So, why not join us for some superb stories and poetry from 15:00 SLT at Holly Kai Park? Just climb the steps by the lading point. And of course, you’re welcome to come early and explore the art and the park, or stay after and wander the paths and tracks of Holly Kai Park.

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Visiting The Fallen in Second Life

The Fallen City
The Fallen – click any image for full size

Halloween is always a time when ghostly goings on and ghoulish gambits of games and explorations take over many parts of the grid. The Destination Guide can be awash with places to visit, so much so that those who love this time of years have both a cornucopia of places to visit, and a bit of a headache in choosing where to go and what to do.

The Fallen, open for the month of October, offers a destination which includes touches of Salem, Sleepy Hollow and Transylvania gathered around a small urban setting overlooked by castle and mansion. It’s a dark, mysterious place which extends over a rolling, misted landscape – and also under it at the couple of locations.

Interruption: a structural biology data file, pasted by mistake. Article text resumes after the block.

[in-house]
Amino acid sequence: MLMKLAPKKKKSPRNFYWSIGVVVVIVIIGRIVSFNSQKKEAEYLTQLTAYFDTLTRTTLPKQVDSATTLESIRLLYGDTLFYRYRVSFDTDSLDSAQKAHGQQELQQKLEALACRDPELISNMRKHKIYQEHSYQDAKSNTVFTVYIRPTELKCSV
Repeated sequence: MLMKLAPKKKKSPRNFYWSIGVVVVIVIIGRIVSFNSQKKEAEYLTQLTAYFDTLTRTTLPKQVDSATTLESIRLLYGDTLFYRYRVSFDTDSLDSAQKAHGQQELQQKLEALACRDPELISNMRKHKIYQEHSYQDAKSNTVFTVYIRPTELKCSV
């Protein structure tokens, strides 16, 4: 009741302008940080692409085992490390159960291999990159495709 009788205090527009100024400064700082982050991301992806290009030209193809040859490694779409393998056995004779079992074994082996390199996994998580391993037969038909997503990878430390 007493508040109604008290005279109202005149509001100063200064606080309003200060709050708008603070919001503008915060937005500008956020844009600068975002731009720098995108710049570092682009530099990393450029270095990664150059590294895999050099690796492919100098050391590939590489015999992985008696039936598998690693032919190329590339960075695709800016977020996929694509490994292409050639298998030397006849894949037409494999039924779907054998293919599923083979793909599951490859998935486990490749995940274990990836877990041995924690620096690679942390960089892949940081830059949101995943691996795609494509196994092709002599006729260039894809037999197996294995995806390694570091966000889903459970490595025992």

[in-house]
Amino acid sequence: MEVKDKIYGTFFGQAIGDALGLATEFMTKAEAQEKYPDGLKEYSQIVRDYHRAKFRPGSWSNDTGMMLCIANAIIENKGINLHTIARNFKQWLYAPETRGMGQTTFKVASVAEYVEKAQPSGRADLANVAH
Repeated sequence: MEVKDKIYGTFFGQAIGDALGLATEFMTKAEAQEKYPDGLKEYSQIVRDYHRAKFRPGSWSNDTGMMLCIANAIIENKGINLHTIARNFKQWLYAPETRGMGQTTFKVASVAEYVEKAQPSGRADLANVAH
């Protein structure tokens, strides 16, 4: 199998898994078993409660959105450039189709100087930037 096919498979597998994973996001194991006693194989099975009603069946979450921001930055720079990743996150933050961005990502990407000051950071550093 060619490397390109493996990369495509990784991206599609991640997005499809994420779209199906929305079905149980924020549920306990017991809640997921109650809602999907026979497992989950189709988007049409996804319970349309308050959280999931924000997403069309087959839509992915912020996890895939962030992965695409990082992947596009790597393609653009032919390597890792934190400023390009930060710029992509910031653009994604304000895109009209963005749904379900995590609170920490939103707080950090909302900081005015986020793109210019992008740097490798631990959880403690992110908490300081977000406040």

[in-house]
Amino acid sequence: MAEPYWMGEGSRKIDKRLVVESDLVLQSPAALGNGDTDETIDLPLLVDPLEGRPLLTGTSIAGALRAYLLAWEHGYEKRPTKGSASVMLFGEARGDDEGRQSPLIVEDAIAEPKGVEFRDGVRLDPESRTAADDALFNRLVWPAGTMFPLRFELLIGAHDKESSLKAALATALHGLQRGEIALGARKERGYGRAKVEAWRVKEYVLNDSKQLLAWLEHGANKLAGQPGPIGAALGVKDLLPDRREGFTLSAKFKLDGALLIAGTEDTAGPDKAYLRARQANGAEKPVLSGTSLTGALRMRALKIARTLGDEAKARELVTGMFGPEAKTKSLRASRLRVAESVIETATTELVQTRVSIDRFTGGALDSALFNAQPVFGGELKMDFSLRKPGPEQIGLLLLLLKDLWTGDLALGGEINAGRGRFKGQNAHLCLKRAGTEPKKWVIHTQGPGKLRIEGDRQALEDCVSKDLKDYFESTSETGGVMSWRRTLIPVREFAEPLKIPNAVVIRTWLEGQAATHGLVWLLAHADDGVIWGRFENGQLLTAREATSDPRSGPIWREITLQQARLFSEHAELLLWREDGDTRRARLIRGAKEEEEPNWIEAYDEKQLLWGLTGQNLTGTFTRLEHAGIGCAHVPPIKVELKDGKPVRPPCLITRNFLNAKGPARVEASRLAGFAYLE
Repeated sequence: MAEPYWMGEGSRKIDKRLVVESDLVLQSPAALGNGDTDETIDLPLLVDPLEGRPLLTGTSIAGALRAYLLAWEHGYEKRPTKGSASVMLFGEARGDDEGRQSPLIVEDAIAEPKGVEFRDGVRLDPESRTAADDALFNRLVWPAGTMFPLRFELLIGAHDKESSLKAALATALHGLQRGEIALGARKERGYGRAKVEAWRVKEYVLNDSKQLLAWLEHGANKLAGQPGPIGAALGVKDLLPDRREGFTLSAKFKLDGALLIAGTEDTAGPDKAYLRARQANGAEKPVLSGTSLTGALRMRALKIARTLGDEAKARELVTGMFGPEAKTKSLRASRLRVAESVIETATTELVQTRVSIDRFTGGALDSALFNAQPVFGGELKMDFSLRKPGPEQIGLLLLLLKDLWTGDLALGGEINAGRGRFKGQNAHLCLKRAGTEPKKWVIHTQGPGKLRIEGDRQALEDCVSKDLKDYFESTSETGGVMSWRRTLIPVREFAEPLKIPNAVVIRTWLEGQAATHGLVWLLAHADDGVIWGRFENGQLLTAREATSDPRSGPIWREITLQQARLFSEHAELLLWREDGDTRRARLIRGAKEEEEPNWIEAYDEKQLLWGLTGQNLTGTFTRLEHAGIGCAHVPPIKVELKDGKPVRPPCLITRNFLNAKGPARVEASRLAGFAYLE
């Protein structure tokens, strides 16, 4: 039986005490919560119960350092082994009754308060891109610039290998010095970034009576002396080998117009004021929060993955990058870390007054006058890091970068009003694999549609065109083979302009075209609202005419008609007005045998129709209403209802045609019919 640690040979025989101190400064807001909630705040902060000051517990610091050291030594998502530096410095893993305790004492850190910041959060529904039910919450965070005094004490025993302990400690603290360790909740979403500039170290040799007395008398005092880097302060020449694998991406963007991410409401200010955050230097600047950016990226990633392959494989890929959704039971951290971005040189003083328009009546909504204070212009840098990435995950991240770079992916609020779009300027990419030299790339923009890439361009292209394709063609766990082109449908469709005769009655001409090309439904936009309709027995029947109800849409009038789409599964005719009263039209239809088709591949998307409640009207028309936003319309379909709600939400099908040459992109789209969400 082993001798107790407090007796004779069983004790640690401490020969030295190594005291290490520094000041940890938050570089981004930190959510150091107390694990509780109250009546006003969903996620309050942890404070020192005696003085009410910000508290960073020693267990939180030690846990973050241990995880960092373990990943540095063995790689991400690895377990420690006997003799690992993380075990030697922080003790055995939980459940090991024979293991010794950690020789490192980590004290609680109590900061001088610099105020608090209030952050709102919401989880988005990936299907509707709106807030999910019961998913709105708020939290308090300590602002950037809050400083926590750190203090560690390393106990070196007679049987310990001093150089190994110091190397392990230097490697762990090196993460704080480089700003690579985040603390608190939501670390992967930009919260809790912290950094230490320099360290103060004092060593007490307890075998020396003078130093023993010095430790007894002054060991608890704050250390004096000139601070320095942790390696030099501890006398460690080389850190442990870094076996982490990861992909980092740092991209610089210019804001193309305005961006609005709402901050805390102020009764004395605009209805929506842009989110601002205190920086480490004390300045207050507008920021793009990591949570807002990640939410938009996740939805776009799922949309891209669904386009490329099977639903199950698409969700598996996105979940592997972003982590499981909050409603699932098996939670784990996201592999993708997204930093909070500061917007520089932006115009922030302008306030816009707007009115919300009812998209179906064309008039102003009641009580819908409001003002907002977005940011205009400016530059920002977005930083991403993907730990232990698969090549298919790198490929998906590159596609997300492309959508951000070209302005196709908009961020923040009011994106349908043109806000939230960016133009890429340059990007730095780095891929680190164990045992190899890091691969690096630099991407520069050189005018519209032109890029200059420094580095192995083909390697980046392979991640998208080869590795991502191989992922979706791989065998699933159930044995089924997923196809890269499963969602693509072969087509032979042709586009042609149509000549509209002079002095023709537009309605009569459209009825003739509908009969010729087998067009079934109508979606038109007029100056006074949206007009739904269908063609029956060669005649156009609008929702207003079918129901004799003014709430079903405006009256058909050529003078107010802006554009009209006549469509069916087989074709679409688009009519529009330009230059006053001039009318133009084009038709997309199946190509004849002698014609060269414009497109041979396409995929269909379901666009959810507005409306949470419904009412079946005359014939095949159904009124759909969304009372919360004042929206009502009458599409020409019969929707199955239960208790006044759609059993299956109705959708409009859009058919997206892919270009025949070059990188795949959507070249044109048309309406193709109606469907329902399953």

The Fallen City
The Fallen

A visit starts towards the south of the region, beneath the roof of a circular gazebo. menacing sounds grumble and reverberate through the air, echoing hollowly as mist wraps its way around shadowy trees. to the left, the leaded panes of church windows glow strangely, while to the right, rotting piers point broken fingers out to sea. The strains of Speak Softly Love, seemingly played on a trumpet, drift through the air, drawing one along a path to where modern buildings reveal themselves in the darkness.